Tuesday, November 8, 2011
Coming together for the first time will be descendants of the plantation’s original slave owners; of a group of slaves who escaped into the woods after setting fire to the first house on the site, in 1845; of slaves who remained on the plantation until their emancipation during the Civil War; and of freed slaves who immigrated from the plantation to the freed-slave colony in Liberia in the 1840s. As if that weren’t enough to get the conversation going, also attending will be descendants of mixed-race liaisons between Prospect Hill’s former slave owners and slaves in the early 20th century.
For $20, you can be a fly on the wall.
Most of the descendents have never seen the place, nor met each other. They’re coming together for an event being staged by the New Mexico-based Archaeological Conservancy, which in August bought Prospect Hill to stabilize the house in hopes of finding a buyer to restore and preserve it. The 10-room structure, which was included in the Mississippi Heritage Trust’s 2011 list of the state’s 10 most endangered historic properties, is one of the few surviving landmarks of a pivotal chapter in American and Liberian history, and it is in danger of being lost.
The story behind Prospect Hill, which was the subject of my 2004 nonfiction book Mississippi in Africa, begins in the 1830s, when Revolutionary War veteran Isaac Ross sought to ensure a better life for his slaves after he and his sympathetic daughter Margaret Reed were gone. Ross and Reed stipulated in their wills that the plantation be sold and the money used to pay the way for those of its slaves who chose to immigrate to a freed-slave colony established for the purpose by a group known as the American Colonization Society. Their destination: A part of the Liberian colony known as Mississippi in Africa.
Ross and Reed no doubt knew their plan would be controversial, but they could not have known how sweeping the impacts would be. Ultimately, they unwittingly set the stage for a tumultuous court battle over the estate, filed by Ross’s grandson, Isaac Ross Wade, and for the divergence, in the 1840s, of the paths of each of the groups that will be represented at Prospect Hill on November 12.
The Rosses and Wades were divided over the repatriation effort, and the slaves themselves were divided over whether to go or stay; likewise, those who sought to immigrate were divided over whether to take matters into their own hands to overcome the obstacles placed in their path to freedom by Wade.
Now, more than 150 years later, their paths will once again converge at Prospect Hill. Among the most notable guests will be 12 Liberians, the adults of whom escaped to the U.S. during their country’s civil war, in the 1990s and early 2000s, which was rooted in the conflict between the freed-slave descendants and Liberia’s indigenous groups; the 12 now live in Maryland.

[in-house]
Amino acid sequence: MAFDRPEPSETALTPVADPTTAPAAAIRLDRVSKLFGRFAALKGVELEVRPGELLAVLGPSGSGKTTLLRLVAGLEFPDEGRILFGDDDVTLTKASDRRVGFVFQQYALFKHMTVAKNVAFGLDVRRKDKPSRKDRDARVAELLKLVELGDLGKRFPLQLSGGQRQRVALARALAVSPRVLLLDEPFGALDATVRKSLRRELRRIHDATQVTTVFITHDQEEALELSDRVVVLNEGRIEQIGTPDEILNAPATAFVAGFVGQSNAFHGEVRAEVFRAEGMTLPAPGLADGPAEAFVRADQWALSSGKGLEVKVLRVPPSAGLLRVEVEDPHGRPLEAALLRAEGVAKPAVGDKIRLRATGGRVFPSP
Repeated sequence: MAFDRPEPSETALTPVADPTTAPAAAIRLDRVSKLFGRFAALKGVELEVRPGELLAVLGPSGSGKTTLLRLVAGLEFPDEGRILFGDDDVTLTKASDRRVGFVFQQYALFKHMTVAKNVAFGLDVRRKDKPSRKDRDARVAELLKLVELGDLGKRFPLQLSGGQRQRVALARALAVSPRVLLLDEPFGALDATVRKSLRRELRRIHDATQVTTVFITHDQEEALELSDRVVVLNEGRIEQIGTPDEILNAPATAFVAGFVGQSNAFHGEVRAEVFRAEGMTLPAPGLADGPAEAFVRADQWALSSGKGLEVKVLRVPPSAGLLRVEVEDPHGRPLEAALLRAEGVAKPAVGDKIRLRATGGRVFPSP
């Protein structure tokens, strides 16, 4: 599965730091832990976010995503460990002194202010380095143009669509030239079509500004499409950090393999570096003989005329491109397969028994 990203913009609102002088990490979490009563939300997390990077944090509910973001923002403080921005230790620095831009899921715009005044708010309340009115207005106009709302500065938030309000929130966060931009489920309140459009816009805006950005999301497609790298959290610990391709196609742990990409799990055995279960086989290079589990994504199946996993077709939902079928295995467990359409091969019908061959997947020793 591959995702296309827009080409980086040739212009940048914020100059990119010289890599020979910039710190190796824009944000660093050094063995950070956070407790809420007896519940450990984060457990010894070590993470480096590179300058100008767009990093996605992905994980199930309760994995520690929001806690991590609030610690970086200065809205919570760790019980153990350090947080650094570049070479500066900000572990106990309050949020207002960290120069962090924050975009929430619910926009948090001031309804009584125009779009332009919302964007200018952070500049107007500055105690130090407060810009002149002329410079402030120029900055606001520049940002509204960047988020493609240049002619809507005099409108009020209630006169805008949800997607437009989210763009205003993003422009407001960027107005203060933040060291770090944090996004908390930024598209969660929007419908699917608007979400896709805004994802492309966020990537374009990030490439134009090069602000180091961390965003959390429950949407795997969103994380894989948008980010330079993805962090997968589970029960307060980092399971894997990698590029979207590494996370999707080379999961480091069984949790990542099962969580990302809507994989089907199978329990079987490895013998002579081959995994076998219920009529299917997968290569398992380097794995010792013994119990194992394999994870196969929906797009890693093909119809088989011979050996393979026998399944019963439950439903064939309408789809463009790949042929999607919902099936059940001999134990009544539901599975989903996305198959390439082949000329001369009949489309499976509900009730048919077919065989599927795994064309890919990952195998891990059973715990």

Some of the descendants will speak at the public event on Saturday afternoon. Also speaking will be Jessica Crawford, with the Archaeological Conservancy; Jennifer Baughn, architectural historian with the state Department of Archives and History; David Preziosi, director of the Mississippi Heritage Trust; and me.
The Archaeological Conservancy hopes the event will draw attention to the intended sale, and meanwhile enable the descendants to compare notes on their related yet conflicting histories for the first time. The Conservancy plans to keep an easement to the Prospect Hill property so that its buried artifacts may one day be studied, and since the purchase Crawford, its southeast regional director, has been laboring to clear the undergrowth that threatened to consume the house, to remove the waterlogged debris from the last owner’s residency, and to undertake emergency repair work on its leaking roof and rotting beams.
The descendants will get a private tour of the property on Saturday morning, with public tours to follow at 1 pm and 2:30 pm. Speakers will discuss the history of the plantation, the house and the adjacent cemetery, site of a monumental obelisk erected in tribute to Ross by the Mississippi Colonization Society in the 1830s.
Prospect Hill and other related family plantations served as the point of embarkation for the largest contingent of emigrants (about 300) to Liberia from the U.S., following Wade’s failed decade-long contest of the estate, during which a slave uprising led to the burning of the first house on the site, the death of a young girl, and the hanging of a group of slaves believed to have been the perpetrators (though at least two escaped into the woods and were never recaptured). A few of the slaves chose not to immigrate to Liberia and remained enslaved, as workers in the existing house (built in 1854) or in the adjacent cotton fields.
The Conservancy is asking for a tax deductible donation of $20 per person to help with the expenses of emergency stabilization work on the house. Anyone interested in attending should call or email to reserve the number of spots needed. Crawford noted that if someone calls and gets voicemail, their call will be returned as soon as possible. The number is 662/326-6465; email is firstname.lastname@example.org.
Crawford also stressed that the grounds around the house were recently mowed for the first time in five years, and some of the landscape is rough, so sensible walking shoes are recommended. And because parts of the house are badly deteriorated, a temporary entrance has been constructed for viewing the interior.
Prospect Hill is about 10 minutes east of Lorman, a 45-minute drive from Natchez, about 20 minutes from Port Gibson, and approximately an hour and a half from Jackson. Because the house is comparatively isolated, Crawford suggests that attendees either bring a picnic lunch or have lunch at the Old Country Store in Lorman.
Photo by Jessica Crawford, November 2011